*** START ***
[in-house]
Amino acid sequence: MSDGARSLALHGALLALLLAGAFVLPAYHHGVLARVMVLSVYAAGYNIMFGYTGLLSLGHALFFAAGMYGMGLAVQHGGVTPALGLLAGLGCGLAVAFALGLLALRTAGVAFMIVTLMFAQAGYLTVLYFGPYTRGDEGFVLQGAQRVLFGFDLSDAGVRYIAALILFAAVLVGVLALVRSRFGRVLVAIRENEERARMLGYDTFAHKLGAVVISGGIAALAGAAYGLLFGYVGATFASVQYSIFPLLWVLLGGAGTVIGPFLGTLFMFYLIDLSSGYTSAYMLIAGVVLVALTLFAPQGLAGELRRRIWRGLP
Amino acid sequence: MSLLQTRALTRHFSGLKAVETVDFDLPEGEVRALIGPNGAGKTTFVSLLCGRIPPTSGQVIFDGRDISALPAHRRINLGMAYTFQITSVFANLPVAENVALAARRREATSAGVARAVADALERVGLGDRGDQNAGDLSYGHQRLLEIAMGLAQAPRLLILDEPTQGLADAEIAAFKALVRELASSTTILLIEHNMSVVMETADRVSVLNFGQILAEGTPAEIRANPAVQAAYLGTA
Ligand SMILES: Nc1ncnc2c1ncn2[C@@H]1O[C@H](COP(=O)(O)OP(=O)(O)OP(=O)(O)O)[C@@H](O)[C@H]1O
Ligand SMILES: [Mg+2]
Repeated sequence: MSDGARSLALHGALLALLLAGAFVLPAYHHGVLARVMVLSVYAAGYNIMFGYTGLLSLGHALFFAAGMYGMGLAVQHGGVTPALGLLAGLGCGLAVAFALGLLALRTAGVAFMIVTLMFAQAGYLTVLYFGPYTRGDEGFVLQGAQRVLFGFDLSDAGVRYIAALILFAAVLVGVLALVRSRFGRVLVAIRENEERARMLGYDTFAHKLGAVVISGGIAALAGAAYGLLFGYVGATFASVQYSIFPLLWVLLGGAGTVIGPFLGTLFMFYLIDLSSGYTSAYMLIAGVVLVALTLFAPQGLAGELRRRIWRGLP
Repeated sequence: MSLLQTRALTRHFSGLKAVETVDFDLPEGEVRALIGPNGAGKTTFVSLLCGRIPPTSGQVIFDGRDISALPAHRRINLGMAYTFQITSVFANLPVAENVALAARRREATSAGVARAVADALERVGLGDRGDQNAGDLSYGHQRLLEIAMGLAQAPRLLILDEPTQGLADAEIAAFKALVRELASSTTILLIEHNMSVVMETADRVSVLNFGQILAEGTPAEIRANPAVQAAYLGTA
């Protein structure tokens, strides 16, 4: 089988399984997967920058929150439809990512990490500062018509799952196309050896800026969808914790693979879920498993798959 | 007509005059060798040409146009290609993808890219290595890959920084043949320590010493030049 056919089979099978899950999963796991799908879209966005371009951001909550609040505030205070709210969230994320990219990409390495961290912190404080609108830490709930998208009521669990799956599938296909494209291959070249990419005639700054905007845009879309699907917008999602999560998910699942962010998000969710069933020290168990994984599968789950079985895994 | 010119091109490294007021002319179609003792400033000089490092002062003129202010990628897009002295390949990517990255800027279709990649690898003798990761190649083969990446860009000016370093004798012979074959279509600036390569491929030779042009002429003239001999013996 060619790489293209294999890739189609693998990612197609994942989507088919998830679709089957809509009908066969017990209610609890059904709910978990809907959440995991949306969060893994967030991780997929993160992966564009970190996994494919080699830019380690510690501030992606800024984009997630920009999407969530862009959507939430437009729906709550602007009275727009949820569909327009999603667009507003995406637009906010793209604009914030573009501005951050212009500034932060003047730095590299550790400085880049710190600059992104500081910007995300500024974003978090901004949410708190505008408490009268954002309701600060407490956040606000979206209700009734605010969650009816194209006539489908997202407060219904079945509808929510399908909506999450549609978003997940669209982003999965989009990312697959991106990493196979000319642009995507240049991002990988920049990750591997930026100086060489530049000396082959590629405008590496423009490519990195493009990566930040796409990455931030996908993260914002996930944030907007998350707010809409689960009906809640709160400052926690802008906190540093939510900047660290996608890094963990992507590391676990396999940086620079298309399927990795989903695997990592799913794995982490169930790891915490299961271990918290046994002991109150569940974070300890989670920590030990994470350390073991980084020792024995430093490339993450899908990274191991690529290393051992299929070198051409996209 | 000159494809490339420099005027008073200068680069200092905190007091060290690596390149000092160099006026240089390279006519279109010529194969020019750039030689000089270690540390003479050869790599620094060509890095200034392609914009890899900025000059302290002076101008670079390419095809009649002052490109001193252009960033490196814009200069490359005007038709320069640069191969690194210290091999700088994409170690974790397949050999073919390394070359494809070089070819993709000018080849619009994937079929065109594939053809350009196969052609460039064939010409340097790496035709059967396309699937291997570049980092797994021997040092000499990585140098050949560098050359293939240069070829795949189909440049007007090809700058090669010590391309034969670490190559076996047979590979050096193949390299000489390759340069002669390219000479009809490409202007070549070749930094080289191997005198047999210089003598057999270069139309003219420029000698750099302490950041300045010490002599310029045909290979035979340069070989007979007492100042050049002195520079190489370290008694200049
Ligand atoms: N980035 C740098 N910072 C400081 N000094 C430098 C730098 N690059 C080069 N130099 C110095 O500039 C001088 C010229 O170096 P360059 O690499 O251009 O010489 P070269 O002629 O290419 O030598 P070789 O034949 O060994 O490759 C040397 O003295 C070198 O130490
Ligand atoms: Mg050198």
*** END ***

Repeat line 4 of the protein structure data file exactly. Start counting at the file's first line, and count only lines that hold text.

Ligand SMILES: Nc1ncnc2c1ncn2[C@@H]1O[C@H](COP(=O)(O)OP(=O)(O)OP(=O)(O)O)[C@@H](O)[C@H]1O